This system’s unique strength rests with its mid-range articulation and wide frequency coherence. Doubtless that fact contributes massively to the way in which “on location” recordings gain particular sonic authority and detail when reproduced by the integrated Christian set up.
The notion of a speaker system “reference,” as I use it, demands that several speaker systems must be used in order (a) to know how any one “reference-grade” system works on its own; and (b) to establish an evolving (never final) sonic standard from which any speaker system, in turn, can be judged to be among those few that are of genuinely “reference” caliber. The idea of a “reference” here is the idea of an interactive standard among several highly defined instruments. Needless to say, one’s entire audio system is judged within that set of interactions — among various “reference” speakers and among other refined instruments in the chain of critical audio listening. The idea of a “reference,” thus is unavoidably shifting and under constant suspicion. One establishes a sonic standard by an almost continually refined set of comparisons.
Take this an inch further. You cannot be certain of the truthful complexity of live sound (of any sound, for that matter) unless you listen to your own recordings on several systems that allow you to hear the full range of sub-dynamic musical clues that reside on a superior recording. You may prefer one speaker system or one monitoring set up to others. Yet, if you are to get the essential truth of the sound, you must calibrate what you hear on one “reference” system with another potentially “reference-grade” monitor set up. That process may seem boring. It is time-consuming. But it is necessary and, surprisingly, has its own inherent pleasure.
Knowing what you’ve done in creating a live recording is uncertain and laborious. The whole process is a kind of triangulation among various sound systems. Sonic knowledge is very much like intellectual knowledge. You have to come at it from several viewpoints. It does not rest in a single place. But the point of such an exercise is to learn what you have done as a recording engineer (if you are encumbered by that work) so that you are not constrained by only one reproduction set up with its particular sonic eccentricities. That exercise also allows you to make an educated guess — or an experimental attempt — at improving (at least, tailoring) the way you record in the future. The process of recording, mastering, listening, and coming to know what is at stake here is entirely a learning process, always in motion, never settled — no matter what others may wish to assert about the predictive or discriminative power of so called sonic “experts.”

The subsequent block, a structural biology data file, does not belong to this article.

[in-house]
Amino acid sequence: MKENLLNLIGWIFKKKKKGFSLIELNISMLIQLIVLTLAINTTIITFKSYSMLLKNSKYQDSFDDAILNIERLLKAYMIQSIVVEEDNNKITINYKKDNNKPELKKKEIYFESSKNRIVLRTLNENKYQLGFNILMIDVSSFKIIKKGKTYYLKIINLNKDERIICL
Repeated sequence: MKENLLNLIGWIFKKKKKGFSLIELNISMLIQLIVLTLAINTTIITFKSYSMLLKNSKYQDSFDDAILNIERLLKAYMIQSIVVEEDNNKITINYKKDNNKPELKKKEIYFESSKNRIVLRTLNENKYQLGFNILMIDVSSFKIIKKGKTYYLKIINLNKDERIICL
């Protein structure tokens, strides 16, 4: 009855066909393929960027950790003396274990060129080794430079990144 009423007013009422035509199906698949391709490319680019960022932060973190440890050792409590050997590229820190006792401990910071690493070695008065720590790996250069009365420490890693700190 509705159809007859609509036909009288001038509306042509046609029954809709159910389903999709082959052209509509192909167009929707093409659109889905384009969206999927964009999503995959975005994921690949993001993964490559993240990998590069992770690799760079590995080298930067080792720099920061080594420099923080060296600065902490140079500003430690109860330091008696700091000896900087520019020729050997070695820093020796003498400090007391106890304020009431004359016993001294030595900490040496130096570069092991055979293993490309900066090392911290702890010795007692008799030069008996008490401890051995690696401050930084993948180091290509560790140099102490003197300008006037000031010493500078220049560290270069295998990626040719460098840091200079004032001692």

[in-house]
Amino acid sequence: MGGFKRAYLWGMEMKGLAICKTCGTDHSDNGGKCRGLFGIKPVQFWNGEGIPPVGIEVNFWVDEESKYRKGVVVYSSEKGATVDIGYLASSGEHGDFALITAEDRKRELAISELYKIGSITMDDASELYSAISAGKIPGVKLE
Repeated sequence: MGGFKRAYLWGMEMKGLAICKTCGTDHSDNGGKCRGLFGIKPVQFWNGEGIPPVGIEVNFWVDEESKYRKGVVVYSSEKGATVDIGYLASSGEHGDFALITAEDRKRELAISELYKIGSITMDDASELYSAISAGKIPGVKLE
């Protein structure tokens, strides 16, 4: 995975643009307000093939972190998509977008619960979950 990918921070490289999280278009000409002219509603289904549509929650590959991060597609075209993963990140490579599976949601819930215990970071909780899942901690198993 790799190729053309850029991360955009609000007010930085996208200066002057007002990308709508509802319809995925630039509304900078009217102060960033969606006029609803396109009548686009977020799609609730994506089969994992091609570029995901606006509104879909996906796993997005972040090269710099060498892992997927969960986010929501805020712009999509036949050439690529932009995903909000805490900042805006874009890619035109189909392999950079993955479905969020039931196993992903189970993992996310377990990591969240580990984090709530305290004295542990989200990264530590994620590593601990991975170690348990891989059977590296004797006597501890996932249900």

Live recordings that have not been “enhanced” with various compression, reverberation, and supplemental devices can approach musical information that is as close to real sound in real space as possible. For the work of mastering, editing, and crafting a finished album, a superior monitoring system is crucial. As a monitoring set up for such uses, the Christian speaker system delivers extraordinary imaging and an almost uncanny sense of “you are there” presence. And it does so with deep commitment to the musical truth of what it delivers.
This is an important point when you look at the world of monitors. One is genuinely amazed at the squeaky, etched, and almost unlistenable monitors to be found in many longstanding recording studios. Bleeding ears and weary minds do not enable engineers to make more splendid recordings. Superior monitors — whether they reside at home or in a studio — can be the listener’s best friend. “Musicality,” as a value, need not be at odds with “accuracy” of sonic delivery. At its best, it never is.
The special quality that distinguishes Vince Christian’s work with the E6 speaker system is subtle but clear. I am not suggesting that this system achieves an absolute sonic reproduction standard (a foolish assertion) or serves as an inviolable reference (I have not yet found one). I am saying that the E6 system’s inevitable sonic colorations are subtractive and less intrusive than many monitor systems that similarly strive for eminently musical values along with sonic accuracy. This is a speaker system that thrives on use. Its nominal thirty-hour break in period is a bare start. The E6 juggernaut begins to roll merrily down your backcountry lane after several long weeks of rigorous use. Think of a hundred hours of break in as a minimum.